News / Middle East

    Trial Adjourned for Turkish Journalists Targeted by Erdogan

    Cumhuriyet editor-in-chief Can Dundar, center, arrives at the Justice Palace in Istanbul, Turkey, March 25, 2016.
    Cumhuriyet editor-in-chief Can Dundar, center, arrives at the Justice Palace in Istanbul, Turkey, March 25, 2016.
    Dorian Jones

    A Turkish judge on Friday adjourned until April 1 the trial of two journalists facing charges of espionage and aiding a terrorist organization with their reports on alleged government arms smuggling to Syria.

    Cumhuriyet newspaper editor-in-chief Can Dundar and his Ankara bureau chief, Erdem Gul, face 30 years behind bars if found guilty. Their case has generated international interest as a test of press freedom and has provoked alarm among Turkey’s Western allies and human rights groups.

    Dundar and Gul were arrested in November after President Recep Tayyip Erdogan filed a personal complaint against them. The journalists were held in pretrial detention for three months. After Turkey's Constitutional Court ruled in February that their rights had been violated, they were released.

    In a controversial move, however, the lower criminal court that convened Friday in Istanbul continued with the case, and the judge ordered the trial to be held behind closed doors in response to a request by the prosecutor, who cited security concerns related to the case.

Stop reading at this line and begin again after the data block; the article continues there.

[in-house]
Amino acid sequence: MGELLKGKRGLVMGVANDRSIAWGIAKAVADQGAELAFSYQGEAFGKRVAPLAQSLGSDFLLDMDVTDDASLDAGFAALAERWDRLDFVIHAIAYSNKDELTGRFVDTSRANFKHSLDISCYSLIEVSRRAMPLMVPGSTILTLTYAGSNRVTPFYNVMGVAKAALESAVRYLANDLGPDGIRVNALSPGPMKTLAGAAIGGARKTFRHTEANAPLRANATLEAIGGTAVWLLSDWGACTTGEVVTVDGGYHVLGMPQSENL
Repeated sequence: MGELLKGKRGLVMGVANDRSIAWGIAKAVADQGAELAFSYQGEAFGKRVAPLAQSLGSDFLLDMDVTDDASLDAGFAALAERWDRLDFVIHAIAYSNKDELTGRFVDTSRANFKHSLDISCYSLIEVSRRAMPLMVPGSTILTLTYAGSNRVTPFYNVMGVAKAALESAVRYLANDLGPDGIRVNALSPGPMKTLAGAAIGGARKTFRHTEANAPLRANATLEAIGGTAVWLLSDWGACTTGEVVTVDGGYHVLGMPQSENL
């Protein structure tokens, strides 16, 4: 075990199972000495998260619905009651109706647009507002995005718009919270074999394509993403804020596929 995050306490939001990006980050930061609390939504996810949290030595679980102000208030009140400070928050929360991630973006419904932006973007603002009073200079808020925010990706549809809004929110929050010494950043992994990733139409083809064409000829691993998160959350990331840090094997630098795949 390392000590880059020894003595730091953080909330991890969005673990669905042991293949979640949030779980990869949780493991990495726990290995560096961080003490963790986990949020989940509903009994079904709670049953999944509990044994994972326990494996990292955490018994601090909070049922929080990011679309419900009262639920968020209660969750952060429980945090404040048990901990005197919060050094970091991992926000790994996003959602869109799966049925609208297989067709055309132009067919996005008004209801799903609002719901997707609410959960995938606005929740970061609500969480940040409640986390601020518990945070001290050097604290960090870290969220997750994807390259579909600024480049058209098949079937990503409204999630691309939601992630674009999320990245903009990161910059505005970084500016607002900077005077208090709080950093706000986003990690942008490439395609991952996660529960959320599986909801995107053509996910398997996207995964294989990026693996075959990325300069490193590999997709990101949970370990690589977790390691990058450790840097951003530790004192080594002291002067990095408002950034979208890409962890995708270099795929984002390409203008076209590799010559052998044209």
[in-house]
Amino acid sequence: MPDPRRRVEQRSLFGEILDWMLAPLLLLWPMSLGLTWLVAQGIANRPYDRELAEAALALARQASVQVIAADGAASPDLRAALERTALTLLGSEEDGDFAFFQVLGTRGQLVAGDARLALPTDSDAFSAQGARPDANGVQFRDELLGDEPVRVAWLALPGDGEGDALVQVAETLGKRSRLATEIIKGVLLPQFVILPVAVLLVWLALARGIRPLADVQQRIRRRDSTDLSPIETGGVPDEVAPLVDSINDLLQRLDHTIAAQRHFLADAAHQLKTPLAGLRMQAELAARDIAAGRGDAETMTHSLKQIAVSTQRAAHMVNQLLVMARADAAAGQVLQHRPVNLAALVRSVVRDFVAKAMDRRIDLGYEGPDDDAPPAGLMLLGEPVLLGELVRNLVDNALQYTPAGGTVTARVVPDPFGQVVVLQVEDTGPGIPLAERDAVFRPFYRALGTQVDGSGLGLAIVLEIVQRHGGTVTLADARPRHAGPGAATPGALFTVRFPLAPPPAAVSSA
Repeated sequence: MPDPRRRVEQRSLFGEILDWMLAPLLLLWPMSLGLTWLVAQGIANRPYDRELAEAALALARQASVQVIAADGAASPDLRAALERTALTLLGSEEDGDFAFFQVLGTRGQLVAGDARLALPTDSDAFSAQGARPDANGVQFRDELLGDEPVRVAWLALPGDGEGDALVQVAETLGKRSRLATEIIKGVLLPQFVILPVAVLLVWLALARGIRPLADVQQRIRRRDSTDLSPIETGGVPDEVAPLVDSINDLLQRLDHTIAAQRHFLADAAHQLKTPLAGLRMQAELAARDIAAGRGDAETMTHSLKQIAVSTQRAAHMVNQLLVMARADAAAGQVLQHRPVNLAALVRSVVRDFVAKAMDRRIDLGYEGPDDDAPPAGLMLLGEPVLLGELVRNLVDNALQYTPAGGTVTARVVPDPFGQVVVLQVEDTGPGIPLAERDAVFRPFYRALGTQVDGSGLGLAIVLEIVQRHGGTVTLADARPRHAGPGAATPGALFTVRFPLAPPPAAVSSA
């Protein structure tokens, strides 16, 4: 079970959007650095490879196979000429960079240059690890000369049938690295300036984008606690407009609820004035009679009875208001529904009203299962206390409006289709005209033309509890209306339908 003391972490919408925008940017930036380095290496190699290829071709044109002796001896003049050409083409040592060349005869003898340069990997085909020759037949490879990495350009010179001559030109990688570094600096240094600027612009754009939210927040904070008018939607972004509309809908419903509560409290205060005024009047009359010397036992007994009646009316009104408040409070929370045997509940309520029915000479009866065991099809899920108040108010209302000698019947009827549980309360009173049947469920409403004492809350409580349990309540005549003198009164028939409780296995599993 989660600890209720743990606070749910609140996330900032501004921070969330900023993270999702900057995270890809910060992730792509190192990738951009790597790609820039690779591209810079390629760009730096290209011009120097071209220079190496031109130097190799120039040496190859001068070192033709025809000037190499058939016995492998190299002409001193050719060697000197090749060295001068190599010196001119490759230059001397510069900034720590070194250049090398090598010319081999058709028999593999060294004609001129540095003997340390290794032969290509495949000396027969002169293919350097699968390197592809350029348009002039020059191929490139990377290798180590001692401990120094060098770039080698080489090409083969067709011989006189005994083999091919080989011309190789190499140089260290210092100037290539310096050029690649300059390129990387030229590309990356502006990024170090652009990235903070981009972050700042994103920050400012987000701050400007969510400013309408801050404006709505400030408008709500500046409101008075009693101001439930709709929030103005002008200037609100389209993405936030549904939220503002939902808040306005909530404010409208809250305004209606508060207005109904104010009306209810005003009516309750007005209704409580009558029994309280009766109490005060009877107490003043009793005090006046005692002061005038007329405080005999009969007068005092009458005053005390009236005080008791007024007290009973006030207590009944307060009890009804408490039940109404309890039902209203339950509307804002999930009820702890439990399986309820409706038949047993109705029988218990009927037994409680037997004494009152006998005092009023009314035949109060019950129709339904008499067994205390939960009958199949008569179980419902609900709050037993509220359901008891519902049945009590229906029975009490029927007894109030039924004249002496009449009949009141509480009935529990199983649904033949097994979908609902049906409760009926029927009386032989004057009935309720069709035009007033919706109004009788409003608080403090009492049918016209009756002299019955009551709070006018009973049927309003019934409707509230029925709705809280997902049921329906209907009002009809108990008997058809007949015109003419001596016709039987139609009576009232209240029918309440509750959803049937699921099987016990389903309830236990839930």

The courthouse was packed with supporters of the two journalists as well as members of human rights groups and senior Western diplomats. When opposition lawyers and politicians refused to leave the court, the judge adjourned the trial.

    The journalists are accused of revealing state secrets by publishing images, dating to January 2014, of trucks bound for Syria. The newspaper said these proved Turkey was smuggling arms into Syria.

    Since then, Erdogan has acknowledged that the trucks — which were stopped by Turkish gendarmes and police officers en route to the Syrian border — belonged to the intelligence agency. Erdogan said they were carrying aid to Turkmens in Syria, fighting both Syrian President Bashar al-Assad and the Islamic State group.

    FILE - In this March 15, 2014, file photo, Turkish Islamic preacher Fethullah Gulen is pictured at his residence in Saylorsburg, Pa. Gulen is charged in Turkey with plotting to overthrow the government in a case his supporters call politically motivated.